The end of the Civil War. An end to terrible things. Everything back to normal, like the concluding moments of a sitcom episode.
Admittedly, this is how I imagined the Surrender at Appomattox Court House ever since grade school. Not only because of how textbooks present it, but also because the hero of the day, Ulysses S. Grant, is in my family tree. He and my grandfather’s great-great grandfather were first cousins, removed seven generations. (They probably never even met.) So when I made my pilgrimage last month to the place where Uncle Ulysses saved the Union, I arrived proud and eager to celebrate.
My first stop was to the Visitor Information Center, where I watched a brief film outlining the events leading to the eventual surrender of the Confederacy. “With malice toward none”, an expression from Abraham Lincoln’s Second Inaugural Address, was very much taken to heart by Grant and General Robert E. Lee, who did everything they could that fateful day to try and begin to mend a broken nation.
And then my perspective of the surrender became less cut-and-dry.
Immediately following the film, I attended an outdoor presentation of a gentlemen dressed as Dr. William Christian, Appomattox County's doctor at the time of the Civil War. This was a Living History interpretation, so as far as he was concerned, it was October of 1865, months after the Civil War ended. He looked like a real 19th-Century Virginian—long beard, distinct drawl, and eyes that might as well have been tattooed with “Don’t Tread on Me”. The audience of this presentation was comprised of thirty 9th-graders and a handful of adult tourists, including me. Doc Christian asked us why we had come to Appomattox Court House. I wanted to give the children a chance to answer, but it was clear that no one was going to speak up. So, I raised my enthusiastic, liberal hand and asked, “I’m from the North, and respectfully, I’d like to know why you decided to stand with the Confederacy.”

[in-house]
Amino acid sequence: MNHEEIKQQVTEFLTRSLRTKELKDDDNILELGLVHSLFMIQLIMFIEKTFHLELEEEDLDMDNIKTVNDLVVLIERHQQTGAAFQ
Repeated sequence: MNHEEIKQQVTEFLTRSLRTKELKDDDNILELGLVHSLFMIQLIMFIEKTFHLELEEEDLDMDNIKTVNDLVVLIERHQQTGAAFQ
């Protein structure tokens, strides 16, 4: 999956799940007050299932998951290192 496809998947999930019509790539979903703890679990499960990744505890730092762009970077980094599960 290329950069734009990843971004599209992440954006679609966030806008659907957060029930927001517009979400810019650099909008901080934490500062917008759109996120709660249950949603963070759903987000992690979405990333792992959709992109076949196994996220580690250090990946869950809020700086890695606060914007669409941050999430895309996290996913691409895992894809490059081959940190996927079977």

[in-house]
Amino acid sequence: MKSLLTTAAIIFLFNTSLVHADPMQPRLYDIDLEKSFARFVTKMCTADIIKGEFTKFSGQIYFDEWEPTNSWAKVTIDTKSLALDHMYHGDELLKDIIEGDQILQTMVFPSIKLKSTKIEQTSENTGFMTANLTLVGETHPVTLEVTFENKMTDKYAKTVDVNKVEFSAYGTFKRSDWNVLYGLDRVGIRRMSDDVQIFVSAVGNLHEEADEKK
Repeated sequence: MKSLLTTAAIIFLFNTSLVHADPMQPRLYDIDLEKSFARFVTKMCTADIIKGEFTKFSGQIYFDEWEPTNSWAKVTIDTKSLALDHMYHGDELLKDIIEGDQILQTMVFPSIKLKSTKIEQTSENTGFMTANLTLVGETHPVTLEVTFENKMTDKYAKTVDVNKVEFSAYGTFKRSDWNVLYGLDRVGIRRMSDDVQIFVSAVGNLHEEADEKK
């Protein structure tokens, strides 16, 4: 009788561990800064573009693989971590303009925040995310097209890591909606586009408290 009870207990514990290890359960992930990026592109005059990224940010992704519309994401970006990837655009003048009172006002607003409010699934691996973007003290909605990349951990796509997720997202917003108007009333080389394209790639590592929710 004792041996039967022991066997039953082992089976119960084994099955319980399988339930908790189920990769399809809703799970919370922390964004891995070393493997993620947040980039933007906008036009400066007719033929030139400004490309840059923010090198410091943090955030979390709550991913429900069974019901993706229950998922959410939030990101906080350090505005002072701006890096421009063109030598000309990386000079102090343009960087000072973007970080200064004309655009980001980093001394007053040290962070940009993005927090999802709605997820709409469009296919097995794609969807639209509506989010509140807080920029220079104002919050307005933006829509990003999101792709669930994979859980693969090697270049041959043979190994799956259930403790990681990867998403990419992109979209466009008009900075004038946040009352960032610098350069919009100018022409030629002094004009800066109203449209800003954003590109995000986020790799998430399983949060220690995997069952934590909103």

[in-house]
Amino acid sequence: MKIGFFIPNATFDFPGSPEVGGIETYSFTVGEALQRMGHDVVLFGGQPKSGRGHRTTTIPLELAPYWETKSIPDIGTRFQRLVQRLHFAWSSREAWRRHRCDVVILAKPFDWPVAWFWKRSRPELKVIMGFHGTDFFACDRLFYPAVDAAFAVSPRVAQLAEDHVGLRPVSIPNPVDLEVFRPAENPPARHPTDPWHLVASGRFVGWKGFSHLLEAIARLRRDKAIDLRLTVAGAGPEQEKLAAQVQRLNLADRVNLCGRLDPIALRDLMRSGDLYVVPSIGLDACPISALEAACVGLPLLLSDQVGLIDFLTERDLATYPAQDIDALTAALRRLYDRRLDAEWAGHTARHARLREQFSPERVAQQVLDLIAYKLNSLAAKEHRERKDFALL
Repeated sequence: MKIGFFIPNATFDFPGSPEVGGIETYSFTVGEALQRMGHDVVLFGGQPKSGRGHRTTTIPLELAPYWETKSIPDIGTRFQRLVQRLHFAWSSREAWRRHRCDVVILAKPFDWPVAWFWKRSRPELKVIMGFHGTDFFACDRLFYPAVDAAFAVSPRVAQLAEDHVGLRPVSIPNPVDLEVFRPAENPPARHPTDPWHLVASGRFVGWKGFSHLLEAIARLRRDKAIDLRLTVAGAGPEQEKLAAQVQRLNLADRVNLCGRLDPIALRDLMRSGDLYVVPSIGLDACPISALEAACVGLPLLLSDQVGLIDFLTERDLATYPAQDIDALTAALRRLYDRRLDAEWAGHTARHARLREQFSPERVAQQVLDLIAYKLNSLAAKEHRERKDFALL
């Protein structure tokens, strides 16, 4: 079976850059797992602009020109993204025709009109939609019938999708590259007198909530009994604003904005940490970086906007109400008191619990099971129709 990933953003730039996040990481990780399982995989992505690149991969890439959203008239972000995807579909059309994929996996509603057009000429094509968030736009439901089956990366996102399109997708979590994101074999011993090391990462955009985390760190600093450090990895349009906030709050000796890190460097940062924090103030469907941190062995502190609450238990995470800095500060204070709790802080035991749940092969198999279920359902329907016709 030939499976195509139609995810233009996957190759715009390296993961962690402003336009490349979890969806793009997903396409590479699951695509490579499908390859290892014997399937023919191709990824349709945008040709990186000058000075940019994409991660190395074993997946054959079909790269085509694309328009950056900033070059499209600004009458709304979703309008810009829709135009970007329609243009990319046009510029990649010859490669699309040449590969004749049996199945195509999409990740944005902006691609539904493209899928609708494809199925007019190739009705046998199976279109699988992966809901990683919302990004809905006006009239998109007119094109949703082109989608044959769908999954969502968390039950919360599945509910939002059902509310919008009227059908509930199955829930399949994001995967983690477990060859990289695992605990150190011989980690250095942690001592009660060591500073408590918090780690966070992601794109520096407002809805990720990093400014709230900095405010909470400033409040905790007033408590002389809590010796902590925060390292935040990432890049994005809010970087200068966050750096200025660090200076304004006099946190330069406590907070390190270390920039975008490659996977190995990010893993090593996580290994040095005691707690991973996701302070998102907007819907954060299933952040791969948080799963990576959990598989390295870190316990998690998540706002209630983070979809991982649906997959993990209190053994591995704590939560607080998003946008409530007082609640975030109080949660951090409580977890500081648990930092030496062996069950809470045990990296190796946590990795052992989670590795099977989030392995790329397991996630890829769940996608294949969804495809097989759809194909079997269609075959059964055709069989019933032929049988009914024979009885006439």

He said that at first, he and his fellow Virginians didn’t want to get involved in the tensions between President Lincoln and South Carolina, the first state to secede. And yet, Virginian soldiers were among the first to be sent to fight on behalf of the Union—and many did not come home. They did not want to continue waging war against their fellow Southerners, and so they left the Union.
“So it wasn’t an issue of slavery?”
He paused and stared me down. He reminded me that Appomattox Court House was built on the backs of slaves, and that their economic success depended on their labor. And, at this point in 1865, where were slaves supposed to go? They had a place to live here, and if they were to be freed, they would likely suffer anywhere else.
I had always known this was a talking point for the Confederacy. But hearing it from an actual person’s mouth—even if those lips were in character—was chilling and disturbing. He could tell that I wasn’t pleased with his answer. When he asked how I get my food in the North, I answered with pro-labor mindfulness that I get it from people who earn a fair wage with decent working conditions. He responded that he'd heard about how Northerners treat minorities. Irish, Jews…and yes, even African Americans. And it’s true. Racism pervaded all around the continent.
Though I was still appalled that someone would give such a rationale for slavery, I decided to be quiet and let Doc Christian continue the presentation. He told us about how Appomattox Court House was left in complete shambles after the surrender. The town was ransacked. Tensions prevailed between Virginians and Union soldiers who were assigned to stay put. And although African Americans were free on paper, it surely wasn’t the case for many in real life.
After this presentation, I explored the grounds and some of the trails nearby. I visited the McLean House, in which Grant and Lee drew up the terms of surrender. I still felt some family pride there, but my newfound perspective held back some of my original enthusiasm. Indeed, the surrender was not the feel-good resolution that I had romanticized. It brought change to our nation’s framework, no doubt. But the struggles of racism, xenophobia, sexism, North vs. South, Urban vs. Rural…these are just as real in 2015 as they were in 1865. They did not magically disappear.
Although the events at Appomattox Court House account for just a portion of the first act in “Appomattox”, I still feel that my visit enhanced my understanding of the opera. As performers, it’s important to know: What are we conveying? Joy? Grief? Hope? Fear? The answer for this opera is, all of the above and more. Indeed, our audiences experienced such a mixed bag of events that demonstrate our country’s truly brackish history. And it was thrilling to portray them from the orchestral pit.